By Bryan Nygaard
For the Press Times
CAMP JOHNSON, NC – For nearly three years, U.S. Marine Corps Gunnery Sgt. Shannell M. Styczynski has served as an instructor at the Marine Corps’ Logistics Operations School (LOS) in Camp Johnson, N.C., where she teaches entry-level, intermediate and advanced courses on logistics and motor transport operations to enlisted Marines as well as logistics officers.
She was recently recognized as the Marine Corps’ top Formal School Instructor for her achievements in Academic Year 2023 at an awards banquet in Arlington, Va., by Gen. Eric M. Smith, the 36th Assistant Commandant of the Marine Corps.
During her time as an instructor at LOS, she has enhanced the quality of the academic experience for over 4,600 Marines.
Styczynski was born in Green Bay and grew up in Krakow along with her four brothers and three sisters.
During her senior year at Pulaski High School, she decided to become a Marine after seeing a Marine Corps recruiter walking through her school.
“I’m going to do that one day,” Styczynski told herself as she looked at the Marine in his dress blues uniform.
One of her friends told her she would never make it and that she wasn’t fit enough to be a Marine. Styczynski strengthened her resolve and sought out the recruiter to discuss how she could become a Marine.
After meeting with the recruiter, Styczynski was asked what military occupational specialty (MOS) she wanted in the Marines.
Initially, she wanted to become an infantryman, the main fighting element of the Marine Corps, because she thought that was the only job in the Marines.
Unfortunately, women were not allowed to serve in the infantry at that time (In 2016, the Department of Defense opened infantry and all combat arms jobs throughout the armed services to women).
Knowing that Styczynski wanted a job that would be rigorous and challenging, her recruiter presented her with the idea of being in the motor transportation occupational field.
Known in the Marine Corps as “Motor-T,” motor vehicle operators inspect, operate and manage medium and heavy-wheeled vehicles in a variety of terrain and weather conditions to transport troops, supplies and equipment in support of combat and garrison operations.
Following her graduation from high school, Styczynski attended “boot camp” at Marine Corps Recruit Depot Parris Island, S.C., graduating in December 2008.
She then attended combat training at Marine Corps Base Camp Geiger, N.C., and then transferred to Fort Leonard Wood, Missouri for training on her MOS as a motor vehicle operator.
Upon graduating from her MOS school, she reported to her first unit, Combat Logistics Battalion 4 on Marine Corps Base Camp Foster, Okinawa, Japan.
Fourth CLB provides motor transport and tactical logistical support to 4th Marine Infantry Regiment.
While at Fourth CLB, Styczynski participated in a multi-national exercise known as “Cobra Gold” where she traveled to Kanchanaburi, Thailand, to conduct convoy training operations with the Royal Thai Army.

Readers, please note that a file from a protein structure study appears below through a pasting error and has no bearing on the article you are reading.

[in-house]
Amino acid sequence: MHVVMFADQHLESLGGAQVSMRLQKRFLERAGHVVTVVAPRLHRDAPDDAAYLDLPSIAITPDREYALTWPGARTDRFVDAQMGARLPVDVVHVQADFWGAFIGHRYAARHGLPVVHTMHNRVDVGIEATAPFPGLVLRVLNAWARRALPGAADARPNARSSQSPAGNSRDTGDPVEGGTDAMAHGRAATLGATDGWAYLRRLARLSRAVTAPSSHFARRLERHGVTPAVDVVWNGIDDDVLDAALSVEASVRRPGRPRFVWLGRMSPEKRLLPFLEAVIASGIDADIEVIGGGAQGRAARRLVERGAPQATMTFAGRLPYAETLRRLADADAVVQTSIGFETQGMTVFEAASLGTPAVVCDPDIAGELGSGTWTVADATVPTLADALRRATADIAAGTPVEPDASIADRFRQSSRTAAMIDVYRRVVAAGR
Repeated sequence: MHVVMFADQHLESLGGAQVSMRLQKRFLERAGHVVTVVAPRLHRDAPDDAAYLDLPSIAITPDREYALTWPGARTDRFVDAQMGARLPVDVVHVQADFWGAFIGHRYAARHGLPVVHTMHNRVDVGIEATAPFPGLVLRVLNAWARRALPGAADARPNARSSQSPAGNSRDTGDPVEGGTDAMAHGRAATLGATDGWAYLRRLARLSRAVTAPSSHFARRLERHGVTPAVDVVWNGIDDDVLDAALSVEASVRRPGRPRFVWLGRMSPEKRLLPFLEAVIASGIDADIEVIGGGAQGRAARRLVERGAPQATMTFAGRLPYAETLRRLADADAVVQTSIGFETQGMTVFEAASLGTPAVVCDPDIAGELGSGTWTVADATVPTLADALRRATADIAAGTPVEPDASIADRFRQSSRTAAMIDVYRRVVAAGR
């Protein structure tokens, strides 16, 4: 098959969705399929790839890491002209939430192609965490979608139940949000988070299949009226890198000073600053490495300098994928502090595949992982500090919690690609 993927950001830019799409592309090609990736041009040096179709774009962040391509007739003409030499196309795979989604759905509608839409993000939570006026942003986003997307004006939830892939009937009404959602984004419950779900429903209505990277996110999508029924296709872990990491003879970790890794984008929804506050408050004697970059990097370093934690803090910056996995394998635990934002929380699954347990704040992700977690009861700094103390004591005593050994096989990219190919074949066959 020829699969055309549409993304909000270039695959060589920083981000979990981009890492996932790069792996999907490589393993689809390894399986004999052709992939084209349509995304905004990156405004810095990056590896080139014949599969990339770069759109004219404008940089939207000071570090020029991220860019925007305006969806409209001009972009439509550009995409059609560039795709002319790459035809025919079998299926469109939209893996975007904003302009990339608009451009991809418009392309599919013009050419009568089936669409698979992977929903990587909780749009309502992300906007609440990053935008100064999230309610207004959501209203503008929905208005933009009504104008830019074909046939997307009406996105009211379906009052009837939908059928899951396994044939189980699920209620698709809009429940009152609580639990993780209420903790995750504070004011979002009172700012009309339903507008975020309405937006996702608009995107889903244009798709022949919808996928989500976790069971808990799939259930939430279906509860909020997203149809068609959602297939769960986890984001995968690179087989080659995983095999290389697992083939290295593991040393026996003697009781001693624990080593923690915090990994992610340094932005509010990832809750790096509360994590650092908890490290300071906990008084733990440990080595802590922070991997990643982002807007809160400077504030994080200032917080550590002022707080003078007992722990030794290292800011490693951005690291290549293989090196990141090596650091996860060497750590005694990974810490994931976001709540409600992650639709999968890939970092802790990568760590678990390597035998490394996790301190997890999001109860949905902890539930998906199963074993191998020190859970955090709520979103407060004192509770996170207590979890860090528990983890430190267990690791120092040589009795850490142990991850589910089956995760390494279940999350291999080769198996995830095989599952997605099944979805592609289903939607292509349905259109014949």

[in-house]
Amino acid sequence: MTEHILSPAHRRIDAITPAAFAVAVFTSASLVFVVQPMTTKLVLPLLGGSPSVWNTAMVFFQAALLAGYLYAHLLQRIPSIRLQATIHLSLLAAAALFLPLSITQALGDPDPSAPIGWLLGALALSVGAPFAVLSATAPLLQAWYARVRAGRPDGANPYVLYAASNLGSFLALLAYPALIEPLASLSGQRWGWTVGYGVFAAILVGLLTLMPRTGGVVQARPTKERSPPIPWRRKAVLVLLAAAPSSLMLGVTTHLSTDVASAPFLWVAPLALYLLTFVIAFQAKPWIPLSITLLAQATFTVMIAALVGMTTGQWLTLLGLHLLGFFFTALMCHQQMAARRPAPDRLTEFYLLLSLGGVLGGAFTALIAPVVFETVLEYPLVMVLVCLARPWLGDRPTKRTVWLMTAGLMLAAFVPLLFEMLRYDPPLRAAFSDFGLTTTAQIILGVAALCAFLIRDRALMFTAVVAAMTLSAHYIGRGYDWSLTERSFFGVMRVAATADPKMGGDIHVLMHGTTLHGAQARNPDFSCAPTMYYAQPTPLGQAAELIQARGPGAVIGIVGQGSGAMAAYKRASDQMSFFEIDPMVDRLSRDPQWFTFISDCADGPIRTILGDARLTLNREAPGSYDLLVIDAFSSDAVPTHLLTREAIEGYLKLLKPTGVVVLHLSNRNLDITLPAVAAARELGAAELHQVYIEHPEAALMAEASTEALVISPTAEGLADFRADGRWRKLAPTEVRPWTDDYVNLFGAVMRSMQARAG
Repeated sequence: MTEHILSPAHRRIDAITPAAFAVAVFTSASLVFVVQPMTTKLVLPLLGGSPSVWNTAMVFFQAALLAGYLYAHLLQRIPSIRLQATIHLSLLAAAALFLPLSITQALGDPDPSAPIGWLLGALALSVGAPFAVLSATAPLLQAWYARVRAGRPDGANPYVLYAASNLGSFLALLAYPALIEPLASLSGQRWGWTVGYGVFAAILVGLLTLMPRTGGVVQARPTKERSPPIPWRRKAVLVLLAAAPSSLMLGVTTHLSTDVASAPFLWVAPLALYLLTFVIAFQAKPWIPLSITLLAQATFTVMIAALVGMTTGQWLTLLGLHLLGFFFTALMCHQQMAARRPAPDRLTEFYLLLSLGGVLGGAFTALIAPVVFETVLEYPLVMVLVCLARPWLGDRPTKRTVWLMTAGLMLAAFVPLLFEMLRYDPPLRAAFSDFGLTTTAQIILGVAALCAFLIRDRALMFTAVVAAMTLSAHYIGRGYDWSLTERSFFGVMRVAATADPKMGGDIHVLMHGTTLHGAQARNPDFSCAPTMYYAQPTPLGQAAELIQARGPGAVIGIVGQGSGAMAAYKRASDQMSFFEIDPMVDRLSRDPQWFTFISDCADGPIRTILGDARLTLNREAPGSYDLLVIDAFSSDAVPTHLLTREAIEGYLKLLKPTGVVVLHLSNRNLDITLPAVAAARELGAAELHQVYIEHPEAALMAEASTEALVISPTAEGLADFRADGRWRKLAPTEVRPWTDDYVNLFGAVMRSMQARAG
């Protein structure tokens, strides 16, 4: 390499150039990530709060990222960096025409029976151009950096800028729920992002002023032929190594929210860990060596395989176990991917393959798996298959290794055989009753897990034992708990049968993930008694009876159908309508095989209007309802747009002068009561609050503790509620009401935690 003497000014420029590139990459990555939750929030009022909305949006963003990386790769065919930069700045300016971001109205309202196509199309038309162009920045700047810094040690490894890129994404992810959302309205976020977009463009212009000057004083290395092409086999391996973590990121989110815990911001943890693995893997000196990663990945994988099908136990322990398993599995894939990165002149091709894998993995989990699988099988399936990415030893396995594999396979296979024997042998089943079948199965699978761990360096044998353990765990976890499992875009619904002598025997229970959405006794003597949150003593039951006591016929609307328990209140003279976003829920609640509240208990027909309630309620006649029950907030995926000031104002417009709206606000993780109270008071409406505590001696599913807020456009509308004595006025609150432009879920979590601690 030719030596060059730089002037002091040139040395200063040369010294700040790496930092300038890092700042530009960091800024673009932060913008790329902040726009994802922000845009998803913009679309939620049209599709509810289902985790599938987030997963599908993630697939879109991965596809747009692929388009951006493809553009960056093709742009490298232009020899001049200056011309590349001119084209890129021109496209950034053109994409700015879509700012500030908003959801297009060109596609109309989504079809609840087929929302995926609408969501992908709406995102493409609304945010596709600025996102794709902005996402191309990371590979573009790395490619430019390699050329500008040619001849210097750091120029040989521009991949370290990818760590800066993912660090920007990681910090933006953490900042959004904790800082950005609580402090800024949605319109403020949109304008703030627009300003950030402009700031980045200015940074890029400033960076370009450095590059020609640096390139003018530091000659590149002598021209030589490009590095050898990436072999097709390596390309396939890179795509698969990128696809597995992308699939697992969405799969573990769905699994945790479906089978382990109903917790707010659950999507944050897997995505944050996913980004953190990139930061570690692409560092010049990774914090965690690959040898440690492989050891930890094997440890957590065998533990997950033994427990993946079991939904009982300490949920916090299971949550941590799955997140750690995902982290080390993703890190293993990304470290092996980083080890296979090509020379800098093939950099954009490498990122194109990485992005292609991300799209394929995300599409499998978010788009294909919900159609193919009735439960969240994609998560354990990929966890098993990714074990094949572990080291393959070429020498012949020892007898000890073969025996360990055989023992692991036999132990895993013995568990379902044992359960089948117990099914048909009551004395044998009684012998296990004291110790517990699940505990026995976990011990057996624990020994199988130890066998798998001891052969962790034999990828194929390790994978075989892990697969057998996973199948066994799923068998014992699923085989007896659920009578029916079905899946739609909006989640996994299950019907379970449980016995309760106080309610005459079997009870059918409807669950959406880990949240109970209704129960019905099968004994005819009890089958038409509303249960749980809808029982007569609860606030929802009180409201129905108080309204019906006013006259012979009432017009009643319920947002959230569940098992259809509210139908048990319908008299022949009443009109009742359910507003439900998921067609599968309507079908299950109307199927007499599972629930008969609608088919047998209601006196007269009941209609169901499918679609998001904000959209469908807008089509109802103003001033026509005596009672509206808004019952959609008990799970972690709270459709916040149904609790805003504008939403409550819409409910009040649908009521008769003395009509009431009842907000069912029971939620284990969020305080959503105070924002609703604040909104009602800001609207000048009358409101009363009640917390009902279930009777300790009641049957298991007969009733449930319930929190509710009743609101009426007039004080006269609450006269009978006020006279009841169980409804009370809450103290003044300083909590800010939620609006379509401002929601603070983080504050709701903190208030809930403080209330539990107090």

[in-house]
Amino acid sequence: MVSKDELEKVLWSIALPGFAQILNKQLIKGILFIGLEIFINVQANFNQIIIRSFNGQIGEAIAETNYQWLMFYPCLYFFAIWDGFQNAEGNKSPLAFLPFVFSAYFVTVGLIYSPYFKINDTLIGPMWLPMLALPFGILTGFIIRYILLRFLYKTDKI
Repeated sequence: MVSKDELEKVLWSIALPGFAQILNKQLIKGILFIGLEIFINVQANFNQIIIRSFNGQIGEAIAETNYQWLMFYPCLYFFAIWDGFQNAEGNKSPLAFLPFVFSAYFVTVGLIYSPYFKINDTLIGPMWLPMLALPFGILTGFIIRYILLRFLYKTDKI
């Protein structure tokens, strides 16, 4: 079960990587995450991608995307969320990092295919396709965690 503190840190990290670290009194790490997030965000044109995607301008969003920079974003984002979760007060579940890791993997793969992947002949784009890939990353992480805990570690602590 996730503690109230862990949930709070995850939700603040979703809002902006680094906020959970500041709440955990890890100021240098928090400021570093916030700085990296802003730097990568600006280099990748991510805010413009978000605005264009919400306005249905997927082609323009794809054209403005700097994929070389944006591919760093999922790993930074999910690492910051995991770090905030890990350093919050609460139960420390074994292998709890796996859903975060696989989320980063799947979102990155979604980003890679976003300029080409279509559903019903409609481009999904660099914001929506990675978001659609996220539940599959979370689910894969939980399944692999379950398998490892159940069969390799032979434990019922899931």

She would later transfer to CLB 3 out of Marine Corps Base Kaneohe Bay, Hawaii, and deploy to Helmand province, Afghanistan in support of Operation Enduring Freedom, providing logistical support and resupply to Marines who were engaged in counterinsurgency operations against the Taliban.
After serving in several different units and participating in multiple exercises, Styczynski was selected to become a Marine Corps recruiter in Appleton.
During her time on recruiting duty, she was responsible for recruiting and processing 73 people into the Marine Corps.
Following her tour on recruiting duty, Styczynski was transferred to Marine Corps Base Camp Pendleton, Calif., where she would serve at First Battalion, Fifth Marine Infantry Regiment to serve as the unit’s motor transportation chief.
She was the first female Marine to serve in that unit, which had been closed to women prior to the DOD integrating women into the combat units.
Styczynski would deploy with 1/5 on the 31st Marine Expeditionary Unit to Japan where she participated in multiple exercises and directly planned and executed over 1,000 logistical support missions.
Throughout the years, Styczynski had identified many deficits within her MOS and wanted to correct them through teaching.
“I wanted to help the (motor transportation) MOS,” said Styczynski. “I wanted to make a difference… If you come to the formal learning school you get to correct those shortfalls and teach people what they don’t know here so in the fleet they can become more successful.”
In April of 2021, she checked into LOS to serve as an instructor for a variety of transportation operations courses.
“I really embrace modernized learning,” said Styczynski. “It’s not informal lecture, demonstration, practical application and examination.
“I’m not successful because of what I know — it’s who I know,” said Styczynski. “I’m not scared to reach out for help. If it was not for [fellow instructors] I would not be successful.”
While she utilizes a variety of methods to engage her students and adapts the lesson plans based on the types of students she encounters, Styczynski says the most powerful tool that an instructor can possess is passion.
“I care,” said Styczynski. “If you walk into a classroom and if you think it is the worst class and that it does not [need to be taught], you still need to walk into that class and make it seem like it is the most important class.”